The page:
One thing so many designers forget is to check work properly before sending it off to be printed. I always tell my staff to put finished projects to the side and work on something else for a bit before the final proofing stage. It is very easy to not see the forest for the trees as the old saying goes.
If time does not permit another good option is to have a co-worker look over the project for you. Even if this person is not a designer they may see some detail that was missed. The best possible way for them to view it is to create a full mock-up on oversize paper. Then you trim it down to size checking bleeds, fold as needed and pass it around. This will assist in making sure bleed, folds and margins are correct.
Another forgotten detail is spell check, A rule of thumb to get in to is to always run spell check before you make a PDF or a mock up, you can NEVER spell check too much! It’s much easier to correct the spelling BEFORE the project is printed!
check out our FAQ section…
Tuesday, January 12th, 2010
The word on the street is that, effective January 4th, Adobe will discontinue the worldwide Adobe Partner Connection Print Service Program. The reason stated? rumor has it… membership decline. It even stated on the Adobe Partners site [link] that they are no longer accepting applications. The program was a benefit to many small print shops around the world but it seems Adobe is trimming the fat just like every other organization out there.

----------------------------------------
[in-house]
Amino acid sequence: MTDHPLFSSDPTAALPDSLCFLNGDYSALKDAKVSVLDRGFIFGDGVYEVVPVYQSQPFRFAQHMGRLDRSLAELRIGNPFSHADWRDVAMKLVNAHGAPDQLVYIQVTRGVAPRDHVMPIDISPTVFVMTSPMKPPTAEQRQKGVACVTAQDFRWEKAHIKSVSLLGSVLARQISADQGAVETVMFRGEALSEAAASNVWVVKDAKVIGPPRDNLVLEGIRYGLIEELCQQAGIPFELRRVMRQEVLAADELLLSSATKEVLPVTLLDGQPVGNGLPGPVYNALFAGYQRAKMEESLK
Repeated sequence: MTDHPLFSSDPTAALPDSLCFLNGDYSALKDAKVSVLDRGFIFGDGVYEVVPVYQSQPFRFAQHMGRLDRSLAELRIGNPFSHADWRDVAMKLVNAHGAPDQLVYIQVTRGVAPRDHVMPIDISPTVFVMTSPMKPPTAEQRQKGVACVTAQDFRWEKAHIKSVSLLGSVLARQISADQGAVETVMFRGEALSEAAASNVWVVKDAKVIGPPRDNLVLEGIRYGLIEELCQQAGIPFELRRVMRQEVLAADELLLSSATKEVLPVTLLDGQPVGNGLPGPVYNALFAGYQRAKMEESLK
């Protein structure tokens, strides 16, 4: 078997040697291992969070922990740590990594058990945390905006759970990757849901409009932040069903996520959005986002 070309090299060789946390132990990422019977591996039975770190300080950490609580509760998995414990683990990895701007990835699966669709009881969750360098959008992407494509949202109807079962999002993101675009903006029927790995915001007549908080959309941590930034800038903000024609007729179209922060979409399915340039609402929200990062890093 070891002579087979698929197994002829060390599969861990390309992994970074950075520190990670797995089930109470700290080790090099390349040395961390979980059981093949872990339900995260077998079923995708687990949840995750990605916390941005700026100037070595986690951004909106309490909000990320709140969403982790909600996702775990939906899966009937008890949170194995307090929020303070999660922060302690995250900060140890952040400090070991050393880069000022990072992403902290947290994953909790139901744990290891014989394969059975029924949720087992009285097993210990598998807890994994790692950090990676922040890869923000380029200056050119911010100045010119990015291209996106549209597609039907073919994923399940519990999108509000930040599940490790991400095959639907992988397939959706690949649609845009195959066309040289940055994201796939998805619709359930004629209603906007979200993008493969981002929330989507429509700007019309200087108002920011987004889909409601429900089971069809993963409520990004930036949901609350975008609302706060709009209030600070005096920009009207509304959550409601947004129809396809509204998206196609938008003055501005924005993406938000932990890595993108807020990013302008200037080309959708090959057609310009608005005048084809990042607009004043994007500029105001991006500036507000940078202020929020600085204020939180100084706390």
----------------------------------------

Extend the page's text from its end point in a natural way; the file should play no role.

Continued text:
Friday, January 8th, 2010
The bleed is the additional area of an image that overlaps the edge of the page and gets trimmed off. In many cases where designers forget to add bleed the cut can be off a fraction of an inch and raw paper can shows as a “white line” and the wonderful design will be ruined!
The safe area excludes 1/8 inch around the edge of the document to help you make sure your type and other design elements don’t get too close to the edge of the document and possibly get cut off.
Make sure to match your design up to one of our templates and verify you have the bleed and clear areas. Our templates are over sized on purpose and have the bleed and safe areas clearly marked.
Wednesday, January 6th, 2010
To use one of our PDF templates go to our web site and download the appropriate PDF. Open the PDF and print out the file so you will have the instructions at hand.
At this point set up your document in the program of your choice to the size specified on the template. The next step is to import the template as an image file so you can reference safe areas, bleed and also utilize the folding guides if needed. Once you have set up your document make sure you delete the template layer before you create a high resolution PDF file to upload to us.
Monday, September 21st, 2009
Welcome to the PG Print blog. Our goal is to provide excellent customer service, innovative solutions and superior product, all correct and on time.
Our 29-year history in the Printing Services industry gives us the expertise and the resources to handle your job, big or small. A broad spectrum of services is housed in our 50,000 square foot facility to meet your needs.
We have a friendly, knowledgeable staff eager to help with not only your printing requirements, but also:
- Digital Document Storage
- Digital Black & White/Color Copying
- Finishing Services
- Fulfillment Services
- Facilities Management
- Web to Print
Piedmont Graphics has also harnessed the power of the internet to enhance your productivity and reduce costs. Our state-of-the-art online print management system provides instant communication, fantastic flexibility and all the information you need to stay on top of every order. Having all this control at your fingertips means tremendous savings in time and money for you.